Web Definitions of "Social Studies"

Institute of Educational Sciences,
U.S. Department of Education

A group of instructional programs that describes the substantive portions of behavior, past and present activities, interactions, and organizations of people associated together for religious, benevolent, cultural, scientific, political, patriotic, or other purposes.

Prentice Hall

The integrated study of the social sciences and humanities to promote civic competence, including the ability to make informed and reasoned decisions for the public good as citizens of a culturally diverse, democratic society in an interdependent world. Social studies draws upon anthropology, archaeology, economics, geography, history, law, philosophy, political science, psychology, religion, and sociology, as well as appropriate content from the humanities, mathematics, and natural sciences.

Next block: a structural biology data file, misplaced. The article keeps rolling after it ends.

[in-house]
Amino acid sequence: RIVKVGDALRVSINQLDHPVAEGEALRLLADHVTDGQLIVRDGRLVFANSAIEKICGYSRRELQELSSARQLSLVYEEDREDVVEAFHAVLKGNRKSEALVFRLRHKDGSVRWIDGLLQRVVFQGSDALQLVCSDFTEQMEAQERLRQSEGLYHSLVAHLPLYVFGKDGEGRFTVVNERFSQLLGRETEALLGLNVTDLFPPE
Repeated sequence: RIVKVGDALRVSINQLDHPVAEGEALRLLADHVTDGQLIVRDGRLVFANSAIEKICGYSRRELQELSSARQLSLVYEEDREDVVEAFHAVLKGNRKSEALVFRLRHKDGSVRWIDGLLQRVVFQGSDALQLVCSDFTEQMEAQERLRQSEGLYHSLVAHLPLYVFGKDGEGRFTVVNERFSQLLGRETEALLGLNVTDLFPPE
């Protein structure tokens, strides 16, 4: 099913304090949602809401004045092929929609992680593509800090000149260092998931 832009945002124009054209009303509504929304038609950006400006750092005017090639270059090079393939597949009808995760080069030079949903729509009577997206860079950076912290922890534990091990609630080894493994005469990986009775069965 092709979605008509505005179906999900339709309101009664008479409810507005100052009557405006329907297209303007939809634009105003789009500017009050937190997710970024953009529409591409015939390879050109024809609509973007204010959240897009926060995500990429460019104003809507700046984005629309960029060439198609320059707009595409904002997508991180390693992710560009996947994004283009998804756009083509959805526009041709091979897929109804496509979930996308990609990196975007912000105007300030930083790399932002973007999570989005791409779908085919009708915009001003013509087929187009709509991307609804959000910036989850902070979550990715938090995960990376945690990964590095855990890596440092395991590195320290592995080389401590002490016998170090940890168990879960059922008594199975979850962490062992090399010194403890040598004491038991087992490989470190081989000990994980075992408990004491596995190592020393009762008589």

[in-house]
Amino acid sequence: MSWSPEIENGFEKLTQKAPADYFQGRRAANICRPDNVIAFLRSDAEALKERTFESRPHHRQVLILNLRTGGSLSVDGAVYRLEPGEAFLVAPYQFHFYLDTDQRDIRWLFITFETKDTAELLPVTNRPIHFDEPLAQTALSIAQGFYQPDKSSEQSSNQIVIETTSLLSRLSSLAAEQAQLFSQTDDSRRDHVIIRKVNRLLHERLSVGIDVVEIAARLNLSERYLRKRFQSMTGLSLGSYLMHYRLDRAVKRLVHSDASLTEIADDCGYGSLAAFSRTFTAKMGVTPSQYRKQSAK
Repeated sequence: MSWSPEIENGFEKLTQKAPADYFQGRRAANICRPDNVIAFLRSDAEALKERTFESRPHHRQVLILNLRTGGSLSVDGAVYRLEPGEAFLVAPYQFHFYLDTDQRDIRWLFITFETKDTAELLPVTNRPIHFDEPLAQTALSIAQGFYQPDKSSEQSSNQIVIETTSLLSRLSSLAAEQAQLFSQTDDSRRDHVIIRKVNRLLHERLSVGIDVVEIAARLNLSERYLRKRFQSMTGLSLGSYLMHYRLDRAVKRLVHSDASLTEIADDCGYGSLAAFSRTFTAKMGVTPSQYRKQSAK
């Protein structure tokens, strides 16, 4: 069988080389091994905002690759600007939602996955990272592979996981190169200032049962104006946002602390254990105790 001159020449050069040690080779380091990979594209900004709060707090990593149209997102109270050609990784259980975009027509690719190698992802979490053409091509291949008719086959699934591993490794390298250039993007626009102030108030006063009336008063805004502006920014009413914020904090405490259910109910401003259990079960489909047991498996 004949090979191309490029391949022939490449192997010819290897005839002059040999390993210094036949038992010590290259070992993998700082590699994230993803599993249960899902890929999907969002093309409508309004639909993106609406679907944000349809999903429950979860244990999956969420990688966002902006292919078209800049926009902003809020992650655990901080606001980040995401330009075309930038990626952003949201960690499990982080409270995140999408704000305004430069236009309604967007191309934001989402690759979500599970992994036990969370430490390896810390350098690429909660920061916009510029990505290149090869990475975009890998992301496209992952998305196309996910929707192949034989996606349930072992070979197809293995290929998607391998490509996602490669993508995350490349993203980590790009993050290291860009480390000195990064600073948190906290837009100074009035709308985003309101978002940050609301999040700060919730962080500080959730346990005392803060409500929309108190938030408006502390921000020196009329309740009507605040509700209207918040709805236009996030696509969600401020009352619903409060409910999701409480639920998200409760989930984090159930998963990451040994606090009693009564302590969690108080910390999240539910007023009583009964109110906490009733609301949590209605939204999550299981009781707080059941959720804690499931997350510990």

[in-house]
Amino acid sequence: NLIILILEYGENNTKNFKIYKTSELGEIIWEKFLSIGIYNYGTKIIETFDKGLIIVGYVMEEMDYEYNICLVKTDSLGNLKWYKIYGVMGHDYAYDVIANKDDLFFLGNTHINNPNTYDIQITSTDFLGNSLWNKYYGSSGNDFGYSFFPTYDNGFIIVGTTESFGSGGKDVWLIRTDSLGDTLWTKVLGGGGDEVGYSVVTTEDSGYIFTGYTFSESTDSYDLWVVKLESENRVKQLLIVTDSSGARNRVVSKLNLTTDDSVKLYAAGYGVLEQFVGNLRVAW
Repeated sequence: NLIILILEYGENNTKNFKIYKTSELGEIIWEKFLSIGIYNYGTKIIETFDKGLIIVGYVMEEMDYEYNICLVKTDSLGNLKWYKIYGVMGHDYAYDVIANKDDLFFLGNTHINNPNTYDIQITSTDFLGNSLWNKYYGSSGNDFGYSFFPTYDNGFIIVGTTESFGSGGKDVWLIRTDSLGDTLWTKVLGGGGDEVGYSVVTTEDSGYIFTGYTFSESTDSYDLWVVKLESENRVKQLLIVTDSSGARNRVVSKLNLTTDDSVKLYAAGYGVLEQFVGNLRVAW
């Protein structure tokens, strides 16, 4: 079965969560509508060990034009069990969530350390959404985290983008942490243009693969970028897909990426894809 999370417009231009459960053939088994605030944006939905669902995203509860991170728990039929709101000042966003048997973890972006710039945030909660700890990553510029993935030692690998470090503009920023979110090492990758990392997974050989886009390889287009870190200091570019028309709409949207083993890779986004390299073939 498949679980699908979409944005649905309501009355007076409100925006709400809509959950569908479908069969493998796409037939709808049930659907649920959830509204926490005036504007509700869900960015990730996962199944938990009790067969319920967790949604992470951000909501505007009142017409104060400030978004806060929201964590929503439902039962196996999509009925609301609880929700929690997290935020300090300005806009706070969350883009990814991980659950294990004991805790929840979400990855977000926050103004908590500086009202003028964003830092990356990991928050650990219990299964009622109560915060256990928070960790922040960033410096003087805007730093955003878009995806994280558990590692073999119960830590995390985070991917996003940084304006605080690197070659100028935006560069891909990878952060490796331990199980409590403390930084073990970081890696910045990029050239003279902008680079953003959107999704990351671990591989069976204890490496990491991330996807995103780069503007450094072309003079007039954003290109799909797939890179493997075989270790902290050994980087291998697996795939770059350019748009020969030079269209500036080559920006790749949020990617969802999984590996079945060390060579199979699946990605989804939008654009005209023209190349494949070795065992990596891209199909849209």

Government of Alberta

Social studies is the study of people in relation to each other and to their world. It is an interdisciplinary subject that draws upon many disciplines, including history, geography, economics, law, and political science. Social studies focuses on people's relationships with their social, physical, spiritual, cultural, economic, political, and technological environments. Social studies helps students become active and responsible citizens within their communities, locally, nationally, and globally, in a complex and changing world.


Social studies is a term used to describe the broad study of the various fields which involve past and current human behavior and interactions. Skills students are meant to learn in social studies include: good citizenship, critical thinking, problem solving, cosmopolitanism, and conservation.

Social studies aims to educate students to become caring, well informed citizens; realizing and connecting the social studies to one's sense of freedom and everyday lifestyle; examining the "code of behavior" within one's diverse society [e.g., morals, values, rule/law].

The social studies can be taught using the constructivist approach. This includes teaching that is intended to refine students' prior knowledge, develop inquiry skills through higher order and critical thinking, and lead to students developing opinions about the world around them.